Indeed when I poke around, it's easy to find that many of the university courses are using either updated versions of old books or just plain old books. ( 1996 , 2003 , 1979-2006 .) The updates are certainly better than nothing, but one webpage for a classic textbook from the 1970s promises only that the new version includes "more detail" and "extensive exercises at various levels of difficulty at the end of each chapter". My updated versions aren't complete rewrites and I doubt that many of the books out there.

New textbooks seem to be pretty few and far between. Many courses like to just assign the latest research papers ( e.g. ),a solution that's certainly very current but comes without any consistency. Students need to shift gears to adjust to the slightly different nomenclature of each author and then they often need to reread the same material again and again because each author needs to reintroduce the topic again and again.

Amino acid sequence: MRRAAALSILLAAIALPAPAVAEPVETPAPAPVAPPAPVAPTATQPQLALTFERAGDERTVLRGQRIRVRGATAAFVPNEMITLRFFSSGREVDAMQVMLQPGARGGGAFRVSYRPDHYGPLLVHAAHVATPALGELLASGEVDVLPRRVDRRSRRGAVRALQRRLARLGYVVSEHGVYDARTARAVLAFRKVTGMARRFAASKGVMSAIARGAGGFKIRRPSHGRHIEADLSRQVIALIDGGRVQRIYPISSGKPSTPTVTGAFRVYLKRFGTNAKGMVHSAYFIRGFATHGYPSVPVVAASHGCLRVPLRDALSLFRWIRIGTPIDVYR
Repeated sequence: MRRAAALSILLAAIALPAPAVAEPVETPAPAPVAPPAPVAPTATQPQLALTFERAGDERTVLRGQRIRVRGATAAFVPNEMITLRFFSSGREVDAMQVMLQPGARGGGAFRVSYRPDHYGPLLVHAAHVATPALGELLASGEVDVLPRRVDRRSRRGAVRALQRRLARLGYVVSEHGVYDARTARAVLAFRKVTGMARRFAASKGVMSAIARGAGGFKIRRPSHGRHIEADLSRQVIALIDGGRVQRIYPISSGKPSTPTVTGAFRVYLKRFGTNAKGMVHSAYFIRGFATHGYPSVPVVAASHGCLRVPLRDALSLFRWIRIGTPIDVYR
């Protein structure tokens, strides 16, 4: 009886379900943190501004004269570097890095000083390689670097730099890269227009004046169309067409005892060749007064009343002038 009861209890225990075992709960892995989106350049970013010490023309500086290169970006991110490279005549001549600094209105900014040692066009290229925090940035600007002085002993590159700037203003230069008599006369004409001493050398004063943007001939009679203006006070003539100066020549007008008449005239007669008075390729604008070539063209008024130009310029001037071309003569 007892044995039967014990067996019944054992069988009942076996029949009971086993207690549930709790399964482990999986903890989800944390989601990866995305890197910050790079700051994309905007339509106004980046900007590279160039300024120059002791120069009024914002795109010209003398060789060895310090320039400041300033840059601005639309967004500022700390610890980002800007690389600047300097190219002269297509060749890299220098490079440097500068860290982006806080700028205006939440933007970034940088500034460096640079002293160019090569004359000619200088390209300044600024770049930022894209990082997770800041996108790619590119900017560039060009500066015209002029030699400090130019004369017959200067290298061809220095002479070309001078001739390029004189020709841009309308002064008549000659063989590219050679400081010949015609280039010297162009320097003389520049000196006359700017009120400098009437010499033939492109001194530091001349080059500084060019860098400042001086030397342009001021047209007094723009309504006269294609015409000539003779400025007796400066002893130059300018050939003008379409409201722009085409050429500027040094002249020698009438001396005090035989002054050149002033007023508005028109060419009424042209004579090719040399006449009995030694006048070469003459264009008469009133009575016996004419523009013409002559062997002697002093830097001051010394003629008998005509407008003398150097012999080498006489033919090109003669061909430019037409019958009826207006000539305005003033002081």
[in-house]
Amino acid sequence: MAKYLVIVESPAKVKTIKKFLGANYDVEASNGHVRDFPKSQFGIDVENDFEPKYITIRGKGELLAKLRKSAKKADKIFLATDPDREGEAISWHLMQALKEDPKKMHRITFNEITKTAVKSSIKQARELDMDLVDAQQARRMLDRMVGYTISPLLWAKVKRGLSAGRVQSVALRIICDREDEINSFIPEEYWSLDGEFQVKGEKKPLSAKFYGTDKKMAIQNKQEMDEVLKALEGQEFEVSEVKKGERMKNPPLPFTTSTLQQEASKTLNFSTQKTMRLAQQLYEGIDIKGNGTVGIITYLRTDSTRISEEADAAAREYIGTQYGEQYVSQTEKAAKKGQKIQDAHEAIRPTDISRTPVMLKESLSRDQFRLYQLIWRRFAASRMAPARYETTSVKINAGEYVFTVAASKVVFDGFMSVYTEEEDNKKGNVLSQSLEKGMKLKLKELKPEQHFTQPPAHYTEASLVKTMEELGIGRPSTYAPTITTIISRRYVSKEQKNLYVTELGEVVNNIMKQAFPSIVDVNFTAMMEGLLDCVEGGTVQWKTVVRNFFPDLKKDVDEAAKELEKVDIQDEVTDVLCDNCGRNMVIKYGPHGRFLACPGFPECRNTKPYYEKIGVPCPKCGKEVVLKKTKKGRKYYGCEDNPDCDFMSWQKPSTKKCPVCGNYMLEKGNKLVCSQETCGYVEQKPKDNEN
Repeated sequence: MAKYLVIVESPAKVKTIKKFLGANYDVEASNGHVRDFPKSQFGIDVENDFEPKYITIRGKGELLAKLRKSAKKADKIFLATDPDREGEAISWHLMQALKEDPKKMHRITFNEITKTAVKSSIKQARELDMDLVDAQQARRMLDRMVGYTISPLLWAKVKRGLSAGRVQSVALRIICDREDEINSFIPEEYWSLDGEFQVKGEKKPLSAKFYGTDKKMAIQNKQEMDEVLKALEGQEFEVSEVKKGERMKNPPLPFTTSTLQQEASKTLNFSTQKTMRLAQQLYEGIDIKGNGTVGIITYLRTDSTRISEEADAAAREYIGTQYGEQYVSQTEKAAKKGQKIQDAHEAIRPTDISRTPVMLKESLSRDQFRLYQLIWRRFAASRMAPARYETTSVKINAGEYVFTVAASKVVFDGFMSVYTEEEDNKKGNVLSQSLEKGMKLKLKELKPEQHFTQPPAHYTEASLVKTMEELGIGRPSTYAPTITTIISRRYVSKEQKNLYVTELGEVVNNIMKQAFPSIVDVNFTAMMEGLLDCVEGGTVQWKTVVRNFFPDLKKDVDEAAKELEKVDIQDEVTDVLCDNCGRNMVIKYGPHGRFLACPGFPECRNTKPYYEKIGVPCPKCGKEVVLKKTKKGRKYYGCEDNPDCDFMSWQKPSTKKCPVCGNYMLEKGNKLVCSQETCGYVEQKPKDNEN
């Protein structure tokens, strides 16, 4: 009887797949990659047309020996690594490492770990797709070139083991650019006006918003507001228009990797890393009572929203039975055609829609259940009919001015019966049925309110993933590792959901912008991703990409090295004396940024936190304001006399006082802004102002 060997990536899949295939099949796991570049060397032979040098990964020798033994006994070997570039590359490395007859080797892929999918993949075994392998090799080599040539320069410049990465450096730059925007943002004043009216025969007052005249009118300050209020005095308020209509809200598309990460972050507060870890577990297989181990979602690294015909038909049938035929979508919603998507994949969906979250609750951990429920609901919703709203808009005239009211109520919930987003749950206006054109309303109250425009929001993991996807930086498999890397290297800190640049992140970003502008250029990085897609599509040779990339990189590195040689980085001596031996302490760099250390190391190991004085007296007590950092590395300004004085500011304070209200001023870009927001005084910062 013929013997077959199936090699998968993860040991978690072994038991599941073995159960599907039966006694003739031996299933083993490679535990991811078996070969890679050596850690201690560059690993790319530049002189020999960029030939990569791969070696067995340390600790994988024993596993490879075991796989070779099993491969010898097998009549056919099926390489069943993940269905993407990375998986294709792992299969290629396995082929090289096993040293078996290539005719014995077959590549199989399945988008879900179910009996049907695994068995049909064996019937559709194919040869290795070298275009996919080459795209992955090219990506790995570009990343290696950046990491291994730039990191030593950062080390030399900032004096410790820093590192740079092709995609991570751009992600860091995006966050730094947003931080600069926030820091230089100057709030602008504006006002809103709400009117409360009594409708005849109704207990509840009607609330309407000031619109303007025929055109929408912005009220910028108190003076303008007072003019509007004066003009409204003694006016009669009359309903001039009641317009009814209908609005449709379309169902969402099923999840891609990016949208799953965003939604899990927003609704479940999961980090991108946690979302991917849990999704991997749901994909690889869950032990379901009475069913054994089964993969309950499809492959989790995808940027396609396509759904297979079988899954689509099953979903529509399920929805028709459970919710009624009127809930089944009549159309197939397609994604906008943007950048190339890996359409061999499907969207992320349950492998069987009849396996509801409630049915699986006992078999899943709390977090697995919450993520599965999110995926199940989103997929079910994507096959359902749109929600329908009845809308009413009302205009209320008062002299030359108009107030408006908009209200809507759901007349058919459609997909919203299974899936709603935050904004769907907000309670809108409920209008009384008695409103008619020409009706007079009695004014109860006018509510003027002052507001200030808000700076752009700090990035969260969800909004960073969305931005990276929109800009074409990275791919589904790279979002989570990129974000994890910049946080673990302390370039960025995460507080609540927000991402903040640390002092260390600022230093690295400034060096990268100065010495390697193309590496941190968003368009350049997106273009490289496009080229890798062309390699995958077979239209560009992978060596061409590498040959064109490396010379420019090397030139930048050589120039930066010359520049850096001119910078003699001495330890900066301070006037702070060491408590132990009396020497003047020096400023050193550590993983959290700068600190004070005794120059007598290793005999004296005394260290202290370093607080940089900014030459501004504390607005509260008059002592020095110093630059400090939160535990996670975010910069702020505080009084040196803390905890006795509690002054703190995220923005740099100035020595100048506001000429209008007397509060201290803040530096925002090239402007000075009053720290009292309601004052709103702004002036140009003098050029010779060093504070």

Student complain that textbooks cost too much and I certainly agree. Books easily cost more than $100 and some cost more than $200. While this sounds outrageous compared to a best seller, it's hard to make much money in this business even at that price. Very few books sell even 1000 copies and very few textbooks sell 100,000 copies.

The irony is that $100 is also much cheaper than a university course. Tuition can easily run $3,000 to $5,000 and a good text book usually comes with more material. While a text book doesn't come with office hours and TAs, it doesn't require transcribing a professor's hen scratching on the board. That makes it a great deal at $200.

I worry about our world's ability to synthesize the knowledge we need to make it easy to pass along information. There are fewer and fewer rewards for anyone who bothers to try to create even a semi-coherent introduction to a topic. The wikis are great but they have dangerous weaknesses. The pirates and the search engines are knocking out the foundations that built viable businesses. My books have always been far from perfect, but still they were better than nothing. If anyone has an idea, I would like to hear it.